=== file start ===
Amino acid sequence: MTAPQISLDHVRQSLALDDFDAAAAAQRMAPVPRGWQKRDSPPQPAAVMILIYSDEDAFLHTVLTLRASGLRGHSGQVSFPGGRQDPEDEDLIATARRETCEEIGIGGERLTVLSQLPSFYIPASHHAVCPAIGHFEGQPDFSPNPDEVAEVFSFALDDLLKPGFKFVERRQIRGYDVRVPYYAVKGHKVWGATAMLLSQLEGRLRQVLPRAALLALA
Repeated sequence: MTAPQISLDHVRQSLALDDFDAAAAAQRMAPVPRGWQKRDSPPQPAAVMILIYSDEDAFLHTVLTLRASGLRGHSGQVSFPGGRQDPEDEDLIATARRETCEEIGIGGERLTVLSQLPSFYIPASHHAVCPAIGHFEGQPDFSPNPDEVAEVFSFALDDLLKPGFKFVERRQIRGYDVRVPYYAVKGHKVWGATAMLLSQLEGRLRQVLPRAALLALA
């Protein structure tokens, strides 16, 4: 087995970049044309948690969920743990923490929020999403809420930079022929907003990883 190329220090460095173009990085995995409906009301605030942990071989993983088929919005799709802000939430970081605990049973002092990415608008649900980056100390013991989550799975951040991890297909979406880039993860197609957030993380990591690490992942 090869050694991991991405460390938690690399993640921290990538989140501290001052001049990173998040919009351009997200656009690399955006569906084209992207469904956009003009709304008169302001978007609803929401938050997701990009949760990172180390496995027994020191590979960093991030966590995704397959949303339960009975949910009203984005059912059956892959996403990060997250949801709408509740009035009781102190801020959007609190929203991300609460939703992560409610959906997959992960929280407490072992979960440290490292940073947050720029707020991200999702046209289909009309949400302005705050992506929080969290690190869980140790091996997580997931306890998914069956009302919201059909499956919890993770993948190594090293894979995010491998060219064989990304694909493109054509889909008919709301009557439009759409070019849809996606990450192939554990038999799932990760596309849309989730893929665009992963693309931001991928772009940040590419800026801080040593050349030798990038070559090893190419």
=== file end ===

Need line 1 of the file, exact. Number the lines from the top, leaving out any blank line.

Amino acid sequence: MTAPQISLDHVRQSLALDDFDAAAAAQRMAPVPRGWQKRDSPPQPAAVMILIYSDEDAFLHTVLTLRASGLRGHSGQVSFPGGRQDPEDEDLIATARRETCEEIGIGGERLTVLSQLPSFYIPASHHAVCPAIGHFEGQPDFSPNPDEVAEVFSFALDDLLKPGFKFVERRQIRGYDVRVPYYAVKGHKVWGATAMLLSQLEGRLRQVLPRAALLALA